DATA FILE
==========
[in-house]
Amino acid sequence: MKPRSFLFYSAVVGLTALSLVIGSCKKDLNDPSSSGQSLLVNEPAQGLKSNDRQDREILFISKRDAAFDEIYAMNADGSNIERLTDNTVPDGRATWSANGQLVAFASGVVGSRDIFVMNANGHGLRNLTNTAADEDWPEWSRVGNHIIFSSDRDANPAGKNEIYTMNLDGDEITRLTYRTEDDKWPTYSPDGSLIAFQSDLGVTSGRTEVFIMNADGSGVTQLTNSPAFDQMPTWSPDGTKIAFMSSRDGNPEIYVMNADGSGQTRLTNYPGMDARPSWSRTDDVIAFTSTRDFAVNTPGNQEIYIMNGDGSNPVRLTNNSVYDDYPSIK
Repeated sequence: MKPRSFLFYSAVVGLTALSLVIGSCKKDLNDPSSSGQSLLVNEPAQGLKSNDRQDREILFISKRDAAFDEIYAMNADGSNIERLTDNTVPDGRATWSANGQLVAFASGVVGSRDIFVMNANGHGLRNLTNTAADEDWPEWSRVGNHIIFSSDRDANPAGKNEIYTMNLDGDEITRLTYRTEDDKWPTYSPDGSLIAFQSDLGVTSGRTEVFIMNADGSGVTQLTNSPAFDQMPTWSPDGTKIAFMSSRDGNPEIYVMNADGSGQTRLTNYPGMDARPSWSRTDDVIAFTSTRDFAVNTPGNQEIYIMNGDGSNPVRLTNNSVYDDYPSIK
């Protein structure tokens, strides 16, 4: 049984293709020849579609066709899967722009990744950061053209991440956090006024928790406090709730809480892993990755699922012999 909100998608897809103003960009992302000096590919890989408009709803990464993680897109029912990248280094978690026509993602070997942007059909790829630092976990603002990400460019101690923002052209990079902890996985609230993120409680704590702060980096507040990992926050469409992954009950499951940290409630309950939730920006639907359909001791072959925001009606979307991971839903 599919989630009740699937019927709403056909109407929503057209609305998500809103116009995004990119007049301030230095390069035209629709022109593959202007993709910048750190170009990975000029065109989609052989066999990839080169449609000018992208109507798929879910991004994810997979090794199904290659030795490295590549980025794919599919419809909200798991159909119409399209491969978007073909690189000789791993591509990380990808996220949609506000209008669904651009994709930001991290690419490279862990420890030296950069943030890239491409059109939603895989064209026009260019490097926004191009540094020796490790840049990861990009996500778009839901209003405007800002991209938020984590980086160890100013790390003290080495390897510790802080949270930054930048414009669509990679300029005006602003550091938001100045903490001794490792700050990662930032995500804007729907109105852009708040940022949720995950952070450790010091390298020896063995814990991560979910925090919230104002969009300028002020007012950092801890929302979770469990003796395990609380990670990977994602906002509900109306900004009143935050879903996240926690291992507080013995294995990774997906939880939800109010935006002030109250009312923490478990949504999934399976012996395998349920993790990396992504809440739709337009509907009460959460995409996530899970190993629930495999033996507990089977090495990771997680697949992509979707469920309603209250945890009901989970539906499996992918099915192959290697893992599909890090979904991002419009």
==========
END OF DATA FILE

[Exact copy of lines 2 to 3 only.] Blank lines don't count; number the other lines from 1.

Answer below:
Amino acid sequence: MKPRSFLFYSAVVGLTALSLVIGSCKKDLNDPSSSGQSLLVNEPAQGLKSNDRQDREILFISKRDAAFDEIYAMNADGSNIERLTDNTVPDGRATWSANGQLVAFASGVVGSRDIFVMNANGHGLRNLTNTAADEDWPEWSRVGNHIIFSSDRDANPAGKNEIYTMNLDGDEITRLTYRTEDDKWPTYSPDGSLIAFQSDLGVTSGRTEVFIMNADGSGVTQLTNSPAFDQMPTWSPDGTKIAFMSSRDGNPEIYVMNADGSGQTRLTNYPGMDARPSWSRTDDVIAFTSTRDFAVNTPGNQEIYIMNGDGSNPVRLTNNSVYDDYPSIK
Repeated sequence: MKPRSFLFYSAVVGLTALSLVIGSCKKDLNDPSSSGQSLLVNEPAQGLKSNDRQDREILFISKRDAAFDEIYAMNADGSNIERLTDNTVPDGRATWSANGQLVAFASGVVGSRDIFVMNANGHGLRNLTNTAADEDWPEWSRVGNHIIFSSDRDANPAGKNEIYTMNLDGDEITRLTYRTEDDKWPTYSPDGSLIAFQSDLGVTSGRTEVFIMNADGSGVTQLTNSPAFDQMPTWSPDGTKIAFMSSRDGNPEIYVMNADGSGQTRLTNYPGMDARPSWSRTDDVIAFTSTRDFAVNTPGNQEIYIMNGDGSNPVRLTNNSVYDDYPSIK